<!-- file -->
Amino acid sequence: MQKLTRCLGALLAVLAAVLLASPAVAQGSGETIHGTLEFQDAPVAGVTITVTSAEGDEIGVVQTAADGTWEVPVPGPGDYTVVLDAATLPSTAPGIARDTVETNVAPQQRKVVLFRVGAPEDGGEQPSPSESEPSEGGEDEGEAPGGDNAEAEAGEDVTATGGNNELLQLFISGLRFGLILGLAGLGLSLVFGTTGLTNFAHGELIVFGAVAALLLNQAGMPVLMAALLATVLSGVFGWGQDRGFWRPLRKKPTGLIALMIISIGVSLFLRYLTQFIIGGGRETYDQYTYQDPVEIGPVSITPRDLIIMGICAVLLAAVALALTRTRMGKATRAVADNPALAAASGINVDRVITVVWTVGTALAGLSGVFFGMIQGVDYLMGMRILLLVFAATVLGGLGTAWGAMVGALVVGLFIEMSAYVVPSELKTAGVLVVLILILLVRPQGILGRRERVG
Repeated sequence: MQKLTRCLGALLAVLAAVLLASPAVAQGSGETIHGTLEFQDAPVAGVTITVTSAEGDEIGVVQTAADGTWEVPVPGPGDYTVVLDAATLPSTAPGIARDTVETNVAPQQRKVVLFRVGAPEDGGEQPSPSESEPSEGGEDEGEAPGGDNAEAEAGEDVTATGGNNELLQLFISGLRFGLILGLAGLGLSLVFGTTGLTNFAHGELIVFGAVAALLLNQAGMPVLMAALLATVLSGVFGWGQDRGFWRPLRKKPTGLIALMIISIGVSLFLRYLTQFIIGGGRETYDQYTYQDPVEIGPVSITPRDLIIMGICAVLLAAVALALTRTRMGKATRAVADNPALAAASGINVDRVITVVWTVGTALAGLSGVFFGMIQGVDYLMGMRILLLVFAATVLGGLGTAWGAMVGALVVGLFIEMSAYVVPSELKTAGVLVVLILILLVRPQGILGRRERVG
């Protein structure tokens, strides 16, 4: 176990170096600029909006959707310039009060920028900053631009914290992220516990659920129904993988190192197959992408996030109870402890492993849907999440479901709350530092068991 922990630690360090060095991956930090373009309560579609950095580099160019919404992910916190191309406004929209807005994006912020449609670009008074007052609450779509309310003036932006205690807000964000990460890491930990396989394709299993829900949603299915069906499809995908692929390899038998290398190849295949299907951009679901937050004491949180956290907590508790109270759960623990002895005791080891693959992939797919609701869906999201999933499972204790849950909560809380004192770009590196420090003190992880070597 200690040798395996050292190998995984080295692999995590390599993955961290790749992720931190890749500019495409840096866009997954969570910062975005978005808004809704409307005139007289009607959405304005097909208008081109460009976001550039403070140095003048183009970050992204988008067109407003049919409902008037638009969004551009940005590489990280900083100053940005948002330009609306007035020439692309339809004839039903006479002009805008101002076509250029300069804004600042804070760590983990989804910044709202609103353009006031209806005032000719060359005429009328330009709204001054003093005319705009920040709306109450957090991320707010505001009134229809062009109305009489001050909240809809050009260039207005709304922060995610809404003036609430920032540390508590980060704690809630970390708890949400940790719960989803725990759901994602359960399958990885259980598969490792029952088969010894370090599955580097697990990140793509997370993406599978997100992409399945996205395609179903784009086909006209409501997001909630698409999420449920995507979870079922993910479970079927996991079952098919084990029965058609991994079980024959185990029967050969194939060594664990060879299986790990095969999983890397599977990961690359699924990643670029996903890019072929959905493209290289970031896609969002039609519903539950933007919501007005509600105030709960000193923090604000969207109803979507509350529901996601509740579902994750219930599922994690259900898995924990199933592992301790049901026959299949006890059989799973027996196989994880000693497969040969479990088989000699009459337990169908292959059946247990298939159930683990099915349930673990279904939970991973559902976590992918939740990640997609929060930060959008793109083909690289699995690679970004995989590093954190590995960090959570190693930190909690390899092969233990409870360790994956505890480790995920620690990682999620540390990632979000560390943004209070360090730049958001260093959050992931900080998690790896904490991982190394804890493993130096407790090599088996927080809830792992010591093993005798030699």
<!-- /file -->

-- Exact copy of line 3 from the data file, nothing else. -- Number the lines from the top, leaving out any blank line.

């Protein structure tokens, strides 16, 4: 176990170096600029909006959707310039009060920028900053631009914290992220516990659920129904993988190192197959992408996030109870402890492993849907999440479901709350530092068991 922990630690360090060095991956930090373009309560579609950095580099160019919404992910916190191309406004929209807005994006912020449609670009008074007052609450779509309310003036932006205690807000964000990460890491930990396989394709299993829900949603299915069906499809995908692929390899038998290398190849295949299907951009679901937050004491949180956290907590508790109270759960623990002895005791080891693959992939797919609701869906999201999933499972204790849950909560809380004192770009590196420090003190992880070597 200690040798395996050292190998995984080295692999995590390599993955961290790749992720931190890749500019495409840096866009997954969570910062975005978005808004809704409307005139007289009607959405304005097909208008081109460009976001550039403070140095003048183009970050992204988008067109407003049919409902008037638009969004551009940005590489990280900083100053940005948002330009609306007035020439692309339809004839039903006479002009805008101002076509250029300069804004600042804070760590983990989804910044709202609103353009006031209806005032000719060359005429009328330009709204001054003093005319705009920040709306109450957090991320707010505001009134229809062009109305009489001050909240809809050009260039207005709304922060995610809404003036609430920032540390508590980060704690809630970390708890949400940790719960989803725990759901994602359960399958990885259980598969490792029952088969010894370090599955580097697990990140793509997370993406599978997100992409399945996205395609179903784009086909006209409501997001909630698409999420449920995507979870079922993910479970079927996991079952098919084990029965058609991994079980024959185990029967050969194939060594664990060879299986790990095969999983890397599977990961690359699924990643670029996903890019072929959905493209290289970031896609969002039609519903539950933007919501007005509600105030709960000193923090604000969207109803979507509350529901996601509740579902994750219930599922994690259900898995924990199933592992301790049901026959299949006890059989799973027996196989994880000693497969040969479990088989000699009459337990169908292959059946247990298939159930683990099915349930673990279904939970991973559902976590992918939740990640997609929060930060959008793109083909690289699995690679970004995989590093954190590995960090959570190693930190909690390899092969233990409870360790994956505890480790995920620690990682999620540390990632979000560390943004209070360090730049958001260093959050992931900080998690790896904490991982190394804890493993130096407790090599088996927080809830792992010591093993005798030699």